A few years ago I started a company to do some website building (gvs). When it was just me we didn't have any "HR" or "Accounting" process really because it was...just me. Our project process was really messy and I didn't necessarily bill hourly, nor flat fee, nor...whatever. Now we're a little more serious. We've got serious benefits, it's a team of 5 people, we do pretty solid work for a lot of different top tier companies.
That said, I found these two documents as I went through some old files today. These are from a company I worked in 7 years ago that was a startup, but had some serious "process" so they could feel like they were a real company. GVS is not now and probably never will be this kind of "serious."
I mean seriously. Look at how much time must have been wasted on that. And I get that a "holiday" list without some sense of design input is just plain depressing, but I don't think the clipart really got anyone into a festive mood.
One measure of the momentum of the fine Drupal project is the number of people who are creating contributed modules on drupal.org.
The Drupal contributed projects are stored in a system called CVS and data about that is stored in some database tables that keep track of each change by each person. At the request of some fine folks who are working on important things, I got interested in the idea of the trend related to people committing code to the drupal.org CVS server. Here is the data graphed by the number of committers per month. It is not the number of commits, which would show how active those people are, but the number of people which shows how big of a group of people is doing this work.
Also, this is only about the contributed module and theme area and not about Drupal core. Drupal core commits are done by a very small group of people after that small group reviews the code contributed by hundreds of contributers. So, this really shows activity of the non-core projects.
I've labeled 4 points on the graph.
1. 2006 through Drupal 5.0 slump
Point 1 shows a peak at June of 2006 followed by a slow down until the trough at August of 2006 and then some small increases until December of 2006. Then there is a huge increase in people in January and February of 2007 which is also when Drupal 5.0 was released.
2. 2007 Follows a similar contribution trend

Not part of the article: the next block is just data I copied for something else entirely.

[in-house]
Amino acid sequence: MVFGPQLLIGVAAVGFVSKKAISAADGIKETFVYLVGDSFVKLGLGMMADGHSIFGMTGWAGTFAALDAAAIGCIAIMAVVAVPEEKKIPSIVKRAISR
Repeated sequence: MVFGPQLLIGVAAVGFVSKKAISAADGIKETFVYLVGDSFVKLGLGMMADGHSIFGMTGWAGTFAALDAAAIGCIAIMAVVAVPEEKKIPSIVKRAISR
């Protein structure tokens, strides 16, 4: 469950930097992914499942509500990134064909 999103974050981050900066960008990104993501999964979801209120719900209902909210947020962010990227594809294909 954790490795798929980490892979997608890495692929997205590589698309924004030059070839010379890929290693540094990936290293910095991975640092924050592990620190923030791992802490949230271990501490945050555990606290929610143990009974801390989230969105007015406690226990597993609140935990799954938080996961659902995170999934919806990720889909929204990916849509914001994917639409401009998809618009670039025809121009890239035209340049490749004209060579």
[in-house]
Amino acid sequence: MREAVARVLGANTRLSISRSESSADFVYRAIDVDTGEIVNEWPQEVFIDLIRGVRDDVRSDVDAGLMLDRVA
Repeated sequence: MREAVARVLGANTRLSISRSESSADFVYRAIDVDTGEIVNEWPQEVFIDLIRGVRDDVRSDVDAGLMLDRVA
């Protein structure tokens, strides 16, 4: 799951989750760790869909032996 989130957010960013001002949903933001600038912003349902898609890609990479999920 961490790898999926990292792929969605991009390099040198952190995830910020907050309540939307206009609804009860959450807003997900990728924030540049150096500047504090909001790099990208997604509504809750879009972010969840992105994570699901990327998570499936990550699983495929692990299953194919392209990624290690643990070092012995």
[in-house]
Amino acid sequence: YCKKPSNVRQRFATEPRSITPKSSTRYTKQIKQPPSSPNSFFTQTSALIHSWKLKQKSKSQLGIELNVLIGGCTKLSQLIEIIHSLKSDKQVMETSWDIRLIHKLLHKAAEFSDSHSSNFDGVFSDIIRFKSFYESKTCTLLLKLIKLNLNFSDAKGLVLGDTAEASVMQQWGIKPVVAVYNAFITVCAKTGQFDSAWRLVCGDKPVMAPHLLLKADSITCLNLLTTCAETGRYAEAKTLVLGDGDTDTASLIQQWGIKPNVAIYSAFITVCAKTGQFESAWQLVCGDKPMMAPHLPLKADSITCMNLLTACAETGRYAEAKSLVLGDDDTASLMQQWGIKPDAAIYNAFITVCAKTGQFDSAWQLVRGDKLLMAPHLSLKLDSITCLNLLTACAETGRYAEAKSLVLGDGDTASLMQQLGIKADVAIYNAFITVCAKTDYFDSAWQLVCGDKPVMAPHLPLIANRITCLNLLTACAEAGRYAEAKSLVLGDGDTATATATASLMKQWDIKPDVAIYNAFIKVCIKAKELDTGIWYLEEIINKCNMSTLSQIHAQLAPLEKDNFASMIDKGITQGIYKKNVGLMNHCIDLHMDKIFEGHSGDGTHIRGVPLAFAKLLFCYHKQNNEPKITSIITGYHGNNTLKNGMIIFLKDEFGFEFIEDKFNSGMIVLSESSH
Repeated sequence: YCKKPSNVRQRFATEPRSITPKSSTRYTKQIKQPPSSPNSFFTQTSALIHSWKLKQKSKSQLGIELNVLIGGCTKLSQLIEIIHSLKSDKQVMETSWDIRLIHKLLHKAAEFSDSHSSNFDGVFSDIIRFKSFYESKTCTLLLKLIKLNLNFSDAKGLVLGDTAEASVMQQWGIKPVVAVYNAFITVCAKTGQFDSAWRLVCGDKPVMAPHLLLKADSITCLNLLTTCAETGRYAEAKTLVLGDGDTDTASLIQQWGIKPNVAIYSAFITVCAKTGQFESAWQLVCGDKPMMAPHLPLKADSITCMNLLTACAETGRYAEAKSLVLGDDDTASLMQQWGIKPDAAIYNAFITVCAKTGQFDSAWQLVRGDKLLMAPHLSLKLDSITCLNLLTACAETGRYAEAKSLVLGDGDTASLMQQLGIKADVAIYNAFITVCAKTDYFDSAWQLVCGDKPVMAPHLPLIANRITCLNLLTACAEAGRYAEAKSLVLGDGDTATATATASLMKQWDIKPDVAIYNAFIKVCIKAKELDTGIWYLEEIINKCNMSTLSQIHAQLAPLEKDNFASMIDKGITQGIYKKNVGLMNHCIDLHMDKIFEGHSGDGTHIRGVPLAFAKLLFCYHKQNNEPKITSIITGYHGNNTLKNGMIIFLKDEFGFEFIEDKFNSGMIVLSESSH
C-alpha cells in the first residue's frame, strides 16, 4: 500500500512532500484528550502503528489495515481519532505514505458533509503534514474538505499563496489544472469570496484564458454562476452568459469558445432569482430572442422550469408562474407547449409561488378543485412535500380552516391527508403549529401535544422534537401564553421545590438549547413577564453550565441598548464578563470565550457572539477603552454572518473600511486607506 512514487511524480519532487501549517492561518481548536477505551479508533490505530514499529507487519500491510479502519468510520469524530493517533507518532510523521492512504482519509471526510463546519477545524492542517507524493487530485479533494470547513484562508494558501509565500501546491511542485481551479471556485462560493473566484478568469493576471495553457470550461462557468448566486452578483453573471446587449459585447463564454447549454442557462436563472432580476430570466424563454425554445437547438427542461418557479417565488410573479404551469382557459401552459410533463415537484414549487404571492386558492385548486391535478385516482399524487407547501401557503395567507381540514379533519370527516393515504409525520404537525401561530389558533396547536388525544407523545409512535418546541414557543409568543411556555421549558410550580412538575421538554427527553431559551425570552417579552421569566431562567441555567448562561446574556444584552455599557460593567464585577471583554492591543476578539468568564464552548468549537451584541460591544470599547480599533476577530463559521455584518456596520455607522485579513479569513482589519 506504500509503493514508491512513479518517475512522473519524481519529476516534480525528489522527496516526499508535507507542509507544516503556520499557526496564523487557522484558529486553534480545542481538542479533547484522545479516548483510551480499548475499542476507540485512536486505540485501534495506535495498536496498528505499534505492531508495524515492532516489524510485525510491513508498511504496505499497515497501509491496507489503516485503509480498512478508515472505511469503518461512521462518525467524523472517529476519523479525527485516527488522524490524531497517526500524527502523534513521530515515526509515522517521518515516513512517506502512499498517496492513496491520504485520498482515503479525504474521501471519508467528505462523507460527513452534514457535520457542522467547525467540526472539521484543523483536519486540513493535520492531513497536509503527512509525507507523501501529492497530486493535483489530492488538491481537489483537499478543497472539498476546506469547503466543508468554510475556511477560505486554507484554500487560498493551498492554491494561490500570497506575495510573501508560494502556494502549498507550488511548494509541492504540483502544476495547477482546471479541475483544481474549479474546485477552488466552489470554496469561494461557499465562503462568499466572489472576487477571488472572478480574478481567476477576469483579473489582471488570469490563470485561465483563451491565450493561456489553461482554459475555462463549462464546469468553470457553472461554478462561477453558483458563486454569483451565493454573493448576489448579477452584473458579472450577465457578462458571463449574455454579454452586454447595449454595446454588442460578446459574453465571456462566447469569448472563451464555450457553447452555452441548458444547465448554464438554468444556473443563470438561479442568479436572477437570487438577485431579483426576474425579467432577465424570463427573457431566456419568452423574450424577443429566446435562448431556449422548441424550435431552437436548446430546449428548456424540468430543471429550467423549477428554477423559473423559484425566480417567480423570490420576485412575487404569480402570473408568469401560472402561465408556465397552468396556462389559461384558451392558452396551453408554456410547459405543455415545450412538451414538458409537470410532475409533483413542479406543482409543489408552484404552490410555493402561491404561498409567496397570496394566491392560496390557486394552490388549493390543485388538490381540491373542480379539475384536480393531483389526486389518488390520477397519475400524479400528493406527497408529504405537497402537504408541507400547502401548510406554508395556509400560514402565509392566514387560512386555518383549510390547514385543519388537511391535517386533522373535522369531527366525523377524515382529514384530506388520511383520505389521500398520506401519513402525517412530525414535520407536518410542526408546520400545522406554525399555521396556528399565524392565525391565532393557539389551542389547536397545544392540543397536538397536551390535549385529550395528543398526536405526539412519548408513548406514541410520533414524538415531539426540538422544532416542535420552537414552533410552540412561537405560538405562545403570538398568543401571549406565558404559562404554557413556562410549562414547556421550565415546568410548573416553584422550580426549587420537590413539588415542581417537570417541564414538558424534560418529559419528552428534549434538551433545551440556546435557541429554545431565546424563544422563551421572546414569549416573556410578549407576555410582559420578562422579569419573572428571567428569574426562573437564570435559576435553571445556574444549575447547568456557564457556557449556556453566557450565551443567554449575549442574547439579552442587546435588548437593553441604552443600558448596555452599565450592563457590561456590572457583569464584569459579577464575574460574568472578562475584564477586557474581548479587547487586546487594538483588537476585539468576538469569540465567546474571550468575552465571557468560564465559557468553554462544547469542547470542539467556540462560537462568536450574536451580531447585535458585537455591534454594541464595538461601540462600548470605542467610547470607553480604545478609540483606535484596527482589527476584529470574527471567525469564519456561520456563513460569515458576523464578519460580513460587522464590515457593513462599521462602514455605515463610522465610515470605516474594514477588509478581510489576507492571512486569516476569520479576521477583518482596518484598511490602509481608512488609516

This just in: The PR folks for IKEA just sent out an e-mail blast alerting folks that plans are still on track for a fall 2011 opening of the IKEA store in Centennial.
IKEA 2009 Plan: it will be a while
Back in 2009 I gave a Construction on IKEA update that was a little depressing. And it seems like that still rings true.
From the e-mail this morning:
IKEA announced that contractors have been hired and a site-work permit
is pending for its future Denver-area store. This progress allows for a
Fall 2011 grand opening in Centennial, Colorado
So...it will be no earlier than Fall 2011.
Fall 2011 IKEA Opening in Centennial Colorado
But, it seems that they've hired folks and are getting final permits to get the show on the road...
Saunders Construction as the construction management firm. Other Colorado firms involved with this future IKEA store include: CLC Associates for civil design; Kimley Horn Associates as traffic consultants during the approval process; Ground Engineering providing environmental analysis and geotechnical services; Otten Johnson Robinson Neff & Ragonetti serving as local counsel; real estate brokerage firm Legend Retail Group assisting IKEA in the site selection process; Geothermal Systems of Colorado installing the geothermal component, and Miller Global selling the land. Atlanta-based GreenbergFarrow is architect responsible for store design, site planning and construction documents.
The actual clearing and prep of the site will start "soon" - I'll definitely try to get some photo evidence of the progress. As they say, it's not started until it's actually started. Given the long history of attempts at progress in the state I really hope this is finally a true start but it may not be.
We recently participated in an event that included photos taken by a professional photographer. The photos are OK and they're of my wife while she's 8 months pregnant - a pretty special time.
Unfortunately, we were only told after the event that the photos would be $125 to get the high quality digital version of the file. Right, one hundred twenty five US Dollars. I have a hard time imagining that any of her customers are going to buy more than one photo. Maybe two...but that's it. We will not buy a single one. I bet a lot of her other customers are that way. So, here's what I propose:
Simple price differentiation for professional photos
The problem is that some of her customers will pay $125 for some of the photos. And for those customers it is worth it and she makes a pretty good amount of money from it. But she is leaving some value uncaptured. We would probably pay $20 for a few of the photos of us. And some of the other people would probably pay $50 for their photos.
The classic econ 101 perspective on this is that you choose a market price and go with it. Supply and demand intersect and there you go.
Graduates of Econ 102 (or marketing 101) should get into the next layer, though: price differentiation. Price differentiation is charging different prices for the same product.
Perhaps techdirt will agree with this strategy (it's a form of "CWF+RTB" after all, they have a service and the reason to buy is to keep the site online) but this just cracks me up. A site which provides pointers to illegal copies of books has a little call to action in the right sidebar asking you to donate to keep their server online.
Not surprisingly, the visitors (people who are interested in free books) have given 0% toward the target of $150.
The footer message from the site declares: